June 5, 2019

In-Depth Issues:

Iran Cannot Transport Precision Weapons, So It Builds Them in Lebanon - Brig.-Gen. (ret.) Dr. Shimon Shapira (Jerusalem Center for Public Affairs)
    Iran and Hizbullah have taken a strategic decision to build infrastructure in Lebanon for upgrading precision missiles.
    At the basis of this decision stands Israel's determination to attack the construction of such infrastructure in Syria, and to attack components discovered being moved from Syria to Lebanon.

Russia Expels Pro-Iranian Militias from Tartus Port in Syria - Alex Fishman (Ynet News)
    Russian forces in Syria, aided by Syrian regime forces, have in recent weeks expelled pro-Iranian militias that had taken over a civilian dock at the Tartus naval facility.
    A year ago, Syria authorized Iran to acquire a multi-year contract to manage one of the docks at Tartus. Russia, however, vetoed the deal.
    The recent dispute over Tartus is the latest in a series of clashes between Russia and Iran over control of strategic, economic and political assets in Syria.

Report: IDF Strike on Syrian Base Targeted Iranian Drones (Times of Israel)
    An Israeli satellite imagery analysis firm, ImageSat International, on Tuesday determined that the target of an airstrike on a Syrian air base on Sunday, attributed to Israel, appeared to be an Iranian drone facility.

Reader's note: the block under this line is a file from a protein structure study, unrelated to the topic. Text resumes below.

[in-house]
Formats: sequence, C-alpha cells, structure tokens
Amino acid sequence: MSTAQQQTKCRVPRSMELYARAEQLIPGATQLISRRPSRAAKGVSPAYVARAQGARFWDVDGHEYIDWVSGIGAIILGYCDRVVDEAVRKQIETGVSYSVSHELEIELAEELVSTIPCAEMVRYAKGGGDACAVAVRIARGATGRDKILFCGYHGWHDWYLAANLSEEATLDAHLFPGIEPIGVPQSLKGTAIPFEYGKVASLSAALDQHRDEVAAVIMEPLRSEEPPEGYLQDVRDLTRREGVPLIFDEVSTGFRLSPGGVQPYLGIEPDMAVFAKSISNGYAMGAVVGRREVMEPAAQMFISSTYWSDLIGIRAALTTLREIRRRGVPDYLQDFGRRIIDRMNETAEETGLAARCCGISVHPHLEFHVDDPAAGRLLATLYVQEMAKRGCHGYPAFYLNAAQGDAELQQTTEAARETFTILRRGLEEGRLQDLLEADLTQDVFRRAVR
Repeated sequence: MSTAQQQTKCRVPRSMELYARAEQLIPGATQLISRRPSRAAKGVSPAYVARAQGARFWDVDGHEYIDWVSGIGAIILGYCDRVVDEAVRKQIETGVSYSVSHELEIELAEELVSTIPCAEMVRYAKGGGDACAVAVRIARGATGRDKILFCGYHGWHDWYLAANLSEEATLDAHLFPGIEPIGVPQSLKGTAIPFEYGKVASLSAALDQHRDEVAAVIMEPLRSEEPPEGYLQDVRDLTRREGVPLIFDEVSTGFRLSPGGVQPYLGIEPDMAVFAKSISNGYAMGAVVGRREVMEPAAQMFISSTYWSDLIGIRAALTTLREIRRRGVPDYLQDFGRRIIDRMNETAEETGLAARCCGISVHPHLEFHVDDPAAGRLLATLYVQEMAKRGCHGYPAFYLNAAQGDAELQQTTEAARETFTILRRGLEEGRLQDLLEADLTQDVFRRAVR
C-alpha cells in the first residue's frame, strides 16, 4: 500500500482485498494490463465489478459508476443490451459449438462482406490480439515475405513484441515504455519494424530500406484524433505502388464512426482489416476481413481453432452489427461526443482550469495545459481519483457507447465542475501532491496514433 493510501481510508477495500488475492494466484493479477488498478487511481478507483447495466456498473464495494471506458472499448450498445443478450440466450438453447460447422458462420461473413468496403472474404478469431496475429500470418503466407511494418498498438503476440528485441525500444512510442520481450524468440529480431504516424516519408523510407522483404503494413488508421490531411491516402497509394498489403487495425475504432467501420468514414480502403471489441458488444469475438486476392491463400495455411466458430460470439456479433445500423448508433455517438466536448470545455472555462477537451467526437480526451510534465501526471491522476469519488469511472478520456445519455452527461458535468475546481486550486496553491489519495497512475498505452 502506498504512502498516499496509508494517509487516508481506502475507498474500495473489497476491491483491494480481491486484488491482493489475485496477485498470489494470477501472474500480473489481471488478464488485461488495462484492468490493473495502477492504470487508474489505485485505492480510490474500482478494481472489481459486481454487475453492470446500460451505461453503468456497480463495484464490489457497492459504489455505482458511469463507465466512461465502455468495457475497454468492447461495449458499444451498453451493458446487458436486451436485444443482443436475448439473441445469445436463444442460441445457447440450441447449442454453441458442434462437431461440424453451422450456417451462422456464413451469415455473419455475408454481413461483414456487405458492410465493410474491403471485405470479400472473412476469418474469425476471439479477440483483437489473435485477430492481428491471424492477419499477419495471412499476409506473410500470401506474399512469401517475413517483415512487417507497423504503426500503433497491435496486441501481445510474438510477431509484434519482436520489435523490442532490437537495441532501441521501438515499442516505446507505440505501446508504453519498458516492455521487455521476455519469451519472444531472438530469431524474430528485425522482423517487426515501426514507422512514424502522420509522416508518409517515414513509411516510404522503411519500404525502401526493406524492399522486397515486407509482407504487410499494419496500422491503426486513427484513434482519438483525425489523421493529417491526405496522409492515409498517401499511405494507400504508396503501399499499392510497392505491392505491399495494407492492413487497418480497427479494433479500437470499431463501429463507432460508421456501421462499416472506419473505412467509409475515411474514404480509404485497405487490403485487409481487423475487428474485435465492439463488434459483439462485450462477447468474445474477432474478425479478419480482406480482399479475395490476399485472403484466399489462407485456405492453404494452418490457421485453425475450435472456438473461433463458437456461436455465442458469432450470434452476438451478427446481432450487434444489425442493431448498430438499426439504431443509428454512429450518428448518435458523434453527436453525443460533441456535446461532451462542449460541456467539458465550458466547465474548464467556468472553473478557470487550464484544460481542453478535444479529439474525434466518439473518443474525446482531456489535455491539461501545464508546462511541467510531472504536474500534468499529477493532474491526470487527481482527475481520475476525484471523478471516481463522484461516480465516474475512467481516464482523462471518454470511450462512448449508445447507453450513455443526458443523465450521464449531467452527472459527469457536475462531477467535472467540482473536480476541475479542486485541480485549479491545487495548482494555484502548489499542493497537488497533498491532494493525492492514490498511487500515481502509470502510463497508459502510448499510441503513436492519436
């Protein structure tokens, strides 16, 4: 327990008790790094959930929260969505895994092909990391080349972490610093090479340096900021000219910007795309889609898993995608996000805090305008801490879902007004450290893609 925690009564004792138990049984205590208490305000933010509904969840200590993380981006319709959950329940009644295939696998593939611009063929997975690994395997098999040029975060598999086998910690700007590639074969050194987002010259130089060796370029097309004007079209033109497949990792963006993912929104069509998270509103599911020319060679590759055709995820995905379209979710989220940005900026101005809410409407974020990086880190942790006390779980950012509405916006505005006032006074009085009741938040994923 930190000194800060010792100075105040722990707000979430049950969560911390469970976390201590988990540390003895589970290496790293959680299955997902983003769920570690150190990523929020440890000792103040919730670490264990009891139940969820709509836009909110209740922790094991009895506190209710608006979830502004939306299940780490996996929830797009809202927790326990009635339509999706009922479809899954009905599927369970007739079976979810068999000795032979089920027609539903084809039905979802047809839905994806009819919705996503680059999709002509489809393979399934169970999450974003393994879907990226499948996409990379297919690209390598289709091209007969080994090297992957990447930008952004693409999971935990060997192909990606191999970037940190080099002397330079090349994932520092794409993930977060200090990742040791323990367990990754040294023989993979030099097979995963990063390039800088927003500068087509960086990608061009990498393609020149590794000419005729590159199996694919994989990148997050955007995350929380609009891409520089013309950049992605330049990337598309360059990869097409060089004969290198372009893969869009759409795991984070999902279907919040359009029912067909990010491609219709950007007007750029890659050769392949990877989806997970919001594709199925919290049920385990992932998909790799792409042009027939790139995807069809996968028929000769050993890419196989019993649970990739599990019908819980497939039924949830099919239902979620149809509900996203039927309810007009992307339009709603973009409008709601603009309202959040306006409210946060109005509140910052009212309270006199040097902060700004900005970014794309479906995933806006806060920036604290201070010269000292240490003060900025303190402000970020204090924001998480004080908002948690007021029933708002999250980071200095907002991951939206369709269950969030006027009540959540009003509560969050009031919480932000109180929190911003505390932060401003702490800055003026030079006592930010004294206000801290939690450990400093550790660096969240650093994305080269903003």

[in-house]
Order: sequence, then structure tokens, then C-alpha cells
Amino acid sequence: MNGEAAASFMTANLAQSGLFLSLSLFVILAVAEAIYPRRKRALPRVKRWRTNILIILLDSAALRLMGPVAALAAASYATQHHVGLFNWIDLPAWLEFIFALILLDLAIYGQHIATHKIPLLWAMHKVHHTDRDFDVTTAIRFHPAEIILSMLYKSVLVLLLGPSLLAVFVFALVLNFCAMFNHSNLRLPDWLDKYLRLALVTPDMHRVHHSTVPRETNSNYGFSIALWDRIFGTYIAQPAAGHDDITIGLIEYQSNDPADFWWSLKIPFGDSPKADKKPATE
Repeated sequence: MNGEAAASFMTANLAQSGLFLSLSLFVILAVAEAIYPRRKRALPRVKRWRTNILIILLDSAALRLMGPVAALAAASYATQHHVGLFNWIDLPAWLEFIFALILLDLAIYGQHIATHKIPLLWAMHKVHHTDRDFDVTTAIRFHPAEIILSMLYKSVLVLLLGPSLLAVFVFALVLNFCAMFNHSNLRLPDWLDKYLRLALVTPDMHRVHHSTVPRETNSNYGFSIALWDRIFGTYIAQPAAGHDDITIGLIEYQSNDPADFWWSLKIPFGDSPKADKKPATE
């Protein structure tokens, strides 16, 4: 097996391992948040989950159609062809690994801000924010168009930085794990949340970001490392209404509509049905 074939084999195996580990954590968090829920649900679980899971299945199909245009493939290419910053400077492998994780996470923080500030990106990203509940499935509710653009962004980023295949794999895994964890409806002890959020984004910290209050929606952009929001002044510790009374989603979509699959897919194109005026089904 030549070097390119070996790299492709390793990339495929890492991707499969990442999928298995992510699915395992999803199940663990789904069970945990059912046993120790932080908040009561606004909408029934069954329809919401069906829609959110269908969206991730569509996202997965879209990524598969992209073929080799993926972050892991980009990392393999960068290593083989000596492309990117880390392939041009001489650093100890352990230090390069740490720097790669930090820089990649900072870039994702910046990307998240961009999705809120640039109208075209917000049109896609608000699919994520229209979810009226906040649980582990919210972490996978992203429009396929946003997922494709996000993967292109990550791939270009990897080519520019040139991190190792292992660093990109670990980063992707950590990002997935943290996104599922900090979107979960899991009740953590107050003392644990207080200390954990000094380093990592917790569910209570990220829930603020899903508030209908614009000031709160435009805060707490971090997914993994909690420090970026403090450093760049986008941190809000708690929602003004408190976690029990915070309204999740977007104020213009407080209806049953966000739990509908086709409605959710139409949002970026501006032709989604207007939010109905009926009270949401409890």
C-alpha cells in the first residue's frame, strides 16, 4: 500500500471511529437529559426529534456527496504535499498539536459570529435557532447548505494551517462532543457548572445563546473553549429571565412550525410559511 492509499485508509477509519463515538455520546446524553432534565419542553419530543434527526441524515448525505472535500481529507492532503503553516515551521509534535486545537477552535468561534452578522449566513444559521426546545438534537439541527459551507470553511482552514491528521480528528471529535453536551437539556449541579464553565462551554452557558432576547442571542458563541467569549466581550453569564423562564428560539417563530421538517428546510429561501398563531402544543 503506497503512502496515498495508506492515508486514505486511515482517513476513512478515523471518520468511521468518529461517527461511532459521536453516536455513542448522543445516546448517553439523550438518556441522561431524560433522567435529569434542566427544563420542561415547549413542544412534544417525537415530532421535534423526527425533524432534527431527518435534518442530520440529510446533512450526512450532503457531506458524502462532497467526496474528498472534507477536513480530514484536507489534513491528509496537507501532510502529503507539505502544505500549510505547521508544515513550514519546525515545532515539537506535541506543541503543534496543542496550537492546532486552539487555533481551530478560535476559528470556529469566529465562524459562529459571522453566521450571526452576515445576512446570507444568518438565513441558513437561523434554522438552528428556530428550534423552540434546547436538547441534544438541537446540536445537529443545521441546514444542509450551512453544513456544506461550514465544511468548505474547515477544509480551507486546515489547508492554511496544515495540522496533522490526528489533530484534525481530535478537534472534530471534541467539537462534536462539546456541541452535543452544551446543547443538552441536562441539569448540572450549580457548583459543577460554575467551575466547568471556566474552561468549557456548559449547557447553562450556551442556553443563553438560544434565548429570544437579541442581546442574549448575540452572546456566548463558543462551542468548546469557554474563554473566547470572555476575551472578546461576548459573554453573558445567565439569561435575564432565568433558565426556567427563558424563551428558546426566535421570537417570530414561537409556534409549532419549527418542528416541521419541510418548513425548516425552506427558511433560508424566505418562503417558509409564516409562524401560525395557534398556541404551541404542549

A comparison of satellite images determined that the strike hit a small crop of buildings on the base. A number of cargo planes from Iran had recently landed at the base prior to the strike.
    The Syrian Observatory for Human Rights said the attack also destroyed a rocket warehouse.

IDF Intelligence: Iran May Not Get a Bomb Even If It Leaves Nuke Deal - Yonah Jeremy Bob (Jerusalem Post)
    Even if Iran leaves the 2015 nuclear deal, it may fail to obtain a nuclear bomb, IDF intelligence chief Maj.-Gen. Tamir Heiman said on Wednesday.
    He added that the recent visit by U.S. Secretary of State Mike Pompeo to Beirut, where he delivered threats related to Hizbullah, could be a game-changer after years of ignoring the group's negative impact in Lebanon.
    Heiman said that Israeli intelligence knows about all of Hizbullah's capabilities "maybe even better than Nasrallah," and added that some of its threatening weapons are not operational.

Hamas Claims It Targeted Israel's Iron Dome Batteries during May Fighting - Shachar Klein (Israel Hayom)
    Hamas attempted to fire rockets at Israel's Iron Dome missile defense batteries during the escalation of tension in May, Abu Maaz, a commander in the Izzedine al-Qassam Brigades, told Hamas' Al Qassam website on Tuesday.
    He said the rockets Hamas fired in May were locally-made versions of the Sejjil missile produced in Iran.

Tel Aviv U., Technion among World Leaders in Producing Patents - Eytan Halon (Jerusalem Post)
    Tel Aviv University and Haifa's Technion-Israel Institute of Technology are among the 100 leading universities worldwide to be granted U.S. patents for invention in 2018.